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John McGrath - East Coast's Regional Boom Has Begun

John McGrath - East Coast's Regional Boom Has Begun

John McGrath
John McGrath
01/03/2021 | 3 MIN READ

People are moving out of Sydney and Melbourne like never before, with the pandemic inspiring a wave of seachanging and treechanging amongst families, as well as earlier retirement for senior Australians. 


Latest Australian Bureau of Statistics figures show the largest quarterly population exodus from the combined capital cities since records began back in 2001, with a net loss of -11,200 people in the September 2020 quarter, overwhelmingly led by Sydney and Melbourne. 


The biggest groups leaving our two most expensive markets are young families (25-44 year olds), closely followed by retirees and older families (45-64 year olds). 


A huge proportion (about half) of these city escapees chose to relocate within the same state, with regional NSW experiencing a net internal migration gain that was 228% up year-on-year; with regional Victoria up 123%. 


This choice isn’t surprising given the frequency of state border lockdowns throughout 2020. It was simply easier to remain within the same state. Plus, people who leave cities for the first time tend to favour areas within driving distance, so they can stay in touch with family and commute for work. 


However, there was some cross-border movement in 2020, with Brisbane and regional Queensland especially popular. 


The biggest category of internal migration gains for Brisbane was young families (25-44 year olds) attracted to the city for its employment opportunities and cheaper housing. 


Regional Queensland attracted young families and retirees and older families in almost equal measure, with our agents on the ground telling us of continually swelling demand throughout 2020 in hot spots like the Gold Coast, Sunshine Coast and Noosa.


The Sunshine State was already dominating national internal migration trends before the pandemic and the virus turbocharged it. The biggest factor has been a massive structural change in the workplace, with more people able to work from home.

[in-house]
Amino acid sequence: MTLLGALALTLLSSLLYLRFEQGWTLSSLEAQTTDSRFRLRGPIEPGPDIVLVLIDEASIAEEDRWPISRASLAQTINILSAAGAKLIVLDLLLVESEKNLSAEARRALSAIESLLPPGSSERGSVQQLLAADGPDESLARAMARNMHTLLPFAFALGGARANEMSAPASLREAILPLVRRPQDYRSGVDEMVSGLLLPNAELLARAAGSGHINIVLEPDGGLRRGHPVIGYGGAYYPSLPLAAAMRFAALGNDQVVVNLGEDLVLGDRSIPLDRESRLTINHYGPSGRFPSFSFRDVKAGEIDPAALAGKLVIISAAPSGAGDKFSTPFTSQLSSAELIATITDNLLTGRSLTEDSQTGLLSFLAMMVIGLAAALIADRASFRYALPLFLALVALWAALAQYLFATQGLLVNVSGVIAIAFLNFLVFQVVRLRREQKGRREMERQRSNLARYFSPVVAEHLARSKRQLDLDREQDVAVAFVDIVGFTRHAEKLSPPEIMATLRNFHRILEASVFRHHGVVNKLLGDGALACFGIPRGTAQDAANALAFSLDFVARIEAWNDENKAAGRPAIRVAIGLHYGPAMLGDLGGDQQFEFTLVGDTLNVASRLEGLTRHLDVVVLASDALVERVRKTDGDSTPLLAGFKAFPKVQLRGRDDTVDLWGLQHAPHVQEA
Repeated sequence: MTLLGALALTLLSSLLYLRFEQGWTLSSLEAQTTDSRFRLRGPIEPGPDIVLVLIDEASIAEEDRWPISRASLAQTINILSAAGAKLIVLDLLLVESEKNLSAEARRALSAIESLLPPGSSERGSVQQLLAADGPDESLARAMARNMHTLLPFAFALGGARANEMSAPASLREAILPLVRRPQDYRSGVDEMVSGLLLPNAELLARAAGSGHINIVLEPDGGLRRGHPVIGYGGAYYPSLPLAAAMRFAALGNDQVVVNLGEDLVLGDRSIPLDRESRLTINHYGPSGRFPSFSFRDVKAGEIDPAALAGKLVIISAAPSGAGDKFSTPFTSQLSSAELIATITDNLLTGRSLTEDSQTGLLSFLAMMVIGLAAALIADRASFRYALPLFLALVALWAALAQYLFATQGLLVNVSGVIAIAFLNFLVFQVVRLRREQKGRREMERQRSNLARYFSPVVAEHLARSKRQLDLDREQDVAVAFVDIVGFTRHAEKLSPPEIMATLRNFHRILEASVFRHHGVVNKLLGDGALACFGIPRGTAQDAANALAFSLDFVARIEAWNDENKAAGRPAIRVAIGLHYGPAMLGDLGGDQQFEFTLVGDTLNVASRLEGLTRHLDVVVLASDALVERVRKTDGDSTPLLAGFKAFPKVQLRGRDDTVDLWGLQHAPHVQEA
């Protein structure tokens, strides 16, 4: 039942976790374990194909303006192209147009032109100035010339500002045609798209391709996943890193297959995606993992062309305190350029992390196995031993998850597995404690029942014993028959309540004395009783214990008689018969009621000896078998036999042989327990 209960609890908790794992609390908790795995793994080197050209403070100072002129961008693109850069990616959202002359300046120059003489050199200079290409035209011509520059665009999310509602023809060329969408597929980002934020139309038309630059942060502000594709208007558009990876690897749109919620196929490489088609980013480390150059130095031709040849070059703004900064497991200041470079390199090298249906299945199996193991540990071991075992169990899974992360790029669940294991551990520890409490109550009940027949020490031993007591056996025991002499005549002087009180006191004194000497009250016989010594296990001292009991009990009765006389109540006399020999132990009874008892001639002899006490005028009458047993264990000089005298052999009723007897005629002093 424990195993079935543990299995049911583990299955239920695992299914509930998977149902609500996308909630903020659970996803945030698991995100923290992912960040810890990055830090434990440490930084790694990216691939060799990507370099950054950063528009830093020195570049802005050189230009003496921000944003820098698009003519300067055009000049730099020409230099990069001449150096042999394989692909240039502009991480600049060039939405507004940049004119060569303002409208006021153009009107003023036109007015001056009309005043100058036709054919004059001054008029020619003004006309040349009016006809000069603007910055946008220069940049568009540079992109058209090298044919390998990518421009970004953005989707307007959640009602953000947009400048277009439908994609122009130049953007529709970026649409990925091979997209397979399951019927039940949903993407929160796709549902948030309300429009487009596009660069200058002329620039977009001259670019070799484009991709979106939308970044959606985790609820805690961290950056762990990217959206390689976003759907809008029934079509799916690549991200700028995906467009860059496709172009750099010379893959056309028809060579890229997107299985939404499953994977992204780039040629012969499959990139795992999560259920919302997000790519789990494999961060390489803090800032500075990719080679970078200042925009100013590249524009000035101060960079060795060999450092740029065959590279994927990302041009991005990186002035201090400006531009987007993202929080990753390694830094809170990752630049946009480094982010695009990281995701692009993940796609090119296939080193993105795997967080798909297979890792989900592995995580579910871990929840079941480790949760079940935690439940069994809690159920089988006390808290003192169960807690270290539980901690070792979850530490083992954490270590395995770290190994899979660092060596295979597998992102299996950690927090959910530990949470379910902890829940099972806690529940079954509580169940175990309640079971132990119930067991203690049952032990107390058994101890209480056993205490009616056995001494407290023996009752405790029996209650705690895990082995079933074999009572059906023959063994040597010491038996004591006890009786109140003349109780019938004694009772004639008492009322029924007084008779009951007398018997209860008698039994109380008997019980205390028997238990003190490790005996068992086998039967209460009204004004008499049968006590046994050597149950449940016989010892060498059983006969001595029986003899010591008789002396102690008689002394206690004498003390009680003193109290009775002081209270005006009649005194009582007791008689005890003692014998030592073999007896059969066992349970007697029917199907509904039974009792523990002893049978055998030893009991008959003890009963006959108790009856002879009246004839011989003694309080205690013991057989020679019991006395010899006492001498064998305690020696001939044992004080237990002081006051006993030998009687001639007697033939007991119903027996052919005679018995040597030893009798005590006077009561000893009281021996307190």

This has prompted a lifestyle re-think among southern city workers. Queensland offers better weather, a great lifestyle and significantly cheaper housing, so why wouldn’t they head north? 


It’s clear from CoreLogic’s new quarterly Regional Market Update that many areas are benefitting from these population shifts, with a very positive flow-on effect to local property values.  


In the year to January 2021, the No 1 growth area nationally for houses was the Richmond-Tweed on the NSW North Coast (incorporating Byron Bay and Ballina) where house prices rose 12.6%. No 1 for apartments was the NSW Southern Highlands and Shoalhaven, where values gained 17.9%. 

Let’s take a look at the price growth in the East Coast’s key regional markets over the past year. 

 

NSW

  • Richmond-Tweed 12.6% (houses) 7.5% (apartments)
  • Newcastle & Lake Macquarie 11.2% (houses) 6% (apartments)
  • Capital Region 11% (houses) 10.1% (apartments)
  • Southern Highlands & Shoalhaven 10.9% (houses) 17.9% (apartments)
  • Illawarra 10.3% (houses) 5.1% (apartments)
  • Mid North Coast 8% (houses) 3.7% (apartments)

Queensland 

  • Sunshine Coast 9.8% (houses) 7.6% (apartments)
  • Gold Coast 8.9% (houses) 7.5% (apartments)
  • Central Queensland 7.4% (houses) 3.3% (apartments)
  • Townsville 6.6% (houses) 9.1% (apartments)
  • Toowoomba 4.9% (houses) 2.7% (apartments)

Victoria

  • Ballarat 7% (houses) 5% (apartments)
  • Latrobe-Gippsland 6.8% (houses) 7.1% (apartments)
  • Geelong 5.3% (houses) 6.9% (apartments)


The regional relocation trend is only going to get stronger, especially if state borders remain open. Now that vaccinations are underway, further snap border shutdowns in response to outbreaks are less likely, with ‘ring vaccination’ (more local jabs) the preferred containment strategy. 


This would facilitate further people movement from the cities to the regionals; and in terms of Queensland, it could create a boom market that is long overdue, particularly in the South-East. 

 

The views expressed in this article are an opinion only and readers should rely on their independent advice in relation to such matters. 

 

This article originally appeared in The Real Estate Conversation (March 1, 2021)

 

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